The Centre Grants Legal Approval for Bike Taxis

By Consultants Review Team Thursday, 15 February 2024

The concept of a bike taxi has been clarified by an advisory notification sent by the Centre to state governments. The Ministry of Road Transport and Highways (MoRTH) released a notification on 22 January with the headline "Motorcycles fall within the definition of contract carriage as per Section 2(7) of the Motor Vehicles (MV) Act, 1988."

With this action, motorcycles are now able to legally function as contract carriages in India, which may lead to the creation of new employment and transportation choices.

The MV Act defines a contract carriage as a vehicle that transports people for hire in accordance with a predetermined contract. In this agreement, the entire car is rented for a predetermined amount of time or distance, with or without a predetermined itinerary. It is not able to pick up or drop off more passengers while travelling, in contrast to public buses.

It is made clear that cars with an engine capacity larger than 25cc that are equipped with fewer than four wheels fall under the category of motor vehicles as defined by Section 2(28) of the MV Act. Therefore, "motorcycles" will be covered under Section 2(7) of the Act, according to the advisory notification. 

legitimate experts advise that states and Union Territories (UTs) will need to amend their policies and procedures to provide motorcycle permits, even though the central notification makes bike taxis legitimate. 

“This advice, released by MoRTH, resolves the regulatory conundrum. The guideline makes it rather evident that two-wheelers fall within the definition of "motor vehicles." State governments ought to heed the advice and register two-wheelers as well as grant contract carriage permits,” said Abhishek Awasthi, senior partner, AZB & Partners.

Experts see the government's action as a start in the right direction towards resolving the issues raised by aggregator businesses and a large number of bike taxi drivers. However, they issue a warning that since road transport is governed by the state, gaining authorization to operate is still difficult.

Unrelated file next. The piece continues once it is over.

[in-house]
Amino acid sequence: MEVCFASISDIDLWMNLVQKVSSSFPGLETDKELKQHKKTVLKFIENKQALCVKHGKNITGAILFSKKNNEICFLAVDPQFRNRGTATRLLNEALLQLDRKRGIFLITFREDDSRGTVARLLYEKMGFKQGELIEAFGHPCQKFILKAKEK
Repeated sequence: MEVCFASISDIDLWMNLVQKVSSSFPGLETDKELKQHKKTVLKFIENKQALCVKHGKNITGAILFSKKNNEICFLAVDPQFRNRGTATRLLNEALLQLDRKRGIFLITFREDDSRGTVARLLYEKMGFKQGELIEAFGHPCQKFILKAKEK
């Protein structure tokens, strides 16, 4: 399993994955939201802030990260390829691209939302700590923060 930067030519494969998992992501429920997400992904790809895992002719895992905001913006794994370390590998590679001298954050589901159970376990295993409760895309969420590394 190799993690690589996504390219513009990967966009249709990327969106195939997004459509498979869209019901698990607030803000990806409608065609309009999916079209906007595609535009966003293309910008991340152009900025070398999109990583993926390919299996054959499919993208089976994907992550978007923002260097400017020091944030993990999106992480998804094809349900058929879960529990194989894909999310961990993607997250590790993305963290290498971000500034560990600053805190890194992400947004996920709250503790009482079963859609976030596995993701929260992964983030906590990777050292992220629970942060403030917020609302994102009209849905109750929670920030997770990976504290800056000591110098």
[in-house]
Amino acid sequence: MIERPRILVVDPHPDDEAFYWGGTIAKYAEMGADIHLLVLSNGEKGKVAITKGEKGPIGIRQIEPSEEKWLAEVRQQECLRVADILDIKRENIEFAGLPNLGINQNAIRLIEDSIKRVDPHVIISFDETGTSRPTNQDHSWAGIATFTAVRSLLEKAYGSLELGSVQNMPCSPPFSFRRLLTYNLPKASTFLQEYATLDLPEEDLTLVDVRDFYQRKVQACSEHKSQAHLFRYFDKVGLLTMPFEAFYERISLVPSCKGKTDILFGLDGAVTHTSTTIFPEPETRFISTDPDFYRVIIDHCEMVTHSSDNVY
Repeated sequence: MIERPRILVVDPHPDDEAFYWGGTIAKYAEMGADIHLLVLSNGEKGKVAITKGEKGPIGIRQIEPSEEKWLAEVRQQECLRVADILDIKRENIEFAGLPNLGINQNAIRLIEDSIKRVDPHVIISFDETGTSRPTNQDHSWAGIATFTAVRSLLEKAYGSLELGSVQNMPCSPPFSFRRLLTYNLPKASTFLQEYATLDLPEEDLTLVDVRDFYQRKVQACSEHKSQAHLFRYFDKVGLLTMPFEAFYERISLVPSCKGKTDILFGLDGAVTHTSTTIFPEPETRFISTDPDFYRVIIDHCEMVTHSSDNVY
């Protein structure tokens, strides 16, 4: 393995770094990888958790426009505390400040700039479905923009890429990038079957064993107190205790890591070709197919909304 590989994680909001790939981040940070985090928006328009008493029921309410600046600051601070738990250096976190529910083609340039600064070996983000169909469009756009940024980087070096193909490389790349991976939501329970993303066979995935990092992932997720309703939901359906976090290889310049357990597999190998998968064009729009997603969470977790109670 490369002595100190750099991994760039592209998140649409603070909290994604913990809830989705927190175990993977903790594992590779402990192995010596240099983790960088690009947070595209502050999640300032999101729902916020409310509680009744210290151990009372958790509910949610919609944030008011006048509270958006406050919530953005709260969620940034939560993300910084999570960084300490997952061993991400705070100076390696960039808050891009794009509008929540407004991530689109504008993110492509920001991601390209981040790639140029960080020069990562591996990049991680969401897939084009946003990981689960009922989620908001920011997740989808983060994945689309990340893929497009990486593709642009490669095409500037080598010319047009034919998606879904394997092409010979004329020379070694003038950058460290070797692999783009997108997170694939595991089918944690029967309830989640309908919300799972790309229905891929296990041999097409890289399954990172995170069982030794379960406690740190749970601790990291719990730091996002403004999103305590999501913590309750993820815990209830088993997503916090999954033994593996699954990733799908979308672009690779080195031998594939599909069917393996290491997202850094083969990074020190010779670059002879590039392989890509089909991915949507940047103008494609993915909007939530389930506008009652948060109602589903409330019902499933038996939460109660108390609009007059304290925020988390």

Furthermore, they emphasise that even though this advice is positive, the MV Act, 1988 is not changed by it.

It is recommended that all states and union territories accept and handle motorcycle contract carriage permit applications in compliance with the MV Act and its implementing regulations. 

The national government's explanation comes amid a legal spat between state governments and aggregators that is still running strong, especially in places where laws governing bike taxis are still unclear.

Bike taxis, according to aggregators, fill gaps in the networks of public transit while simultaneously providing reasonably priced transportation and employment opportunities. On the other hand, the government uses safety concerns and the requirement for compliance with current laws to support its efforts to outlaw bike taxis.

Bans on using motorcycles as taxis have already been implemented in a number of states, including Delhi, Karnataka, and Maharashtra.

Industry insiders predict that states without explicit bike taxi laws will be subject to this warning. These include Punjab, Gujarat, Jharkhand, Chhattisgarh, Maharashtra, Karnataka, Tamil Nadu, Telangana, Andhra Pradesh, Kerala, Nagaland, Manipur, Tripura, Arunachal Pradesh, Jharkhand, and Jharkhand.

Industry participants stress that while the Centre has offered some relief, their legal problems remain unresolved. 

Some states, like Karnataka, have capped taxi fares in addition to stopping bike taxi operations. The fact that we won't have to fight on all fronts going forward is a good thing, according to a cab aggregator source. Also, motorcycles are considered "contract carriage." And lastly, in order to accept motorbike permits, states and UTs will need to amend their policies and procedures. This is what the experts has to say. 


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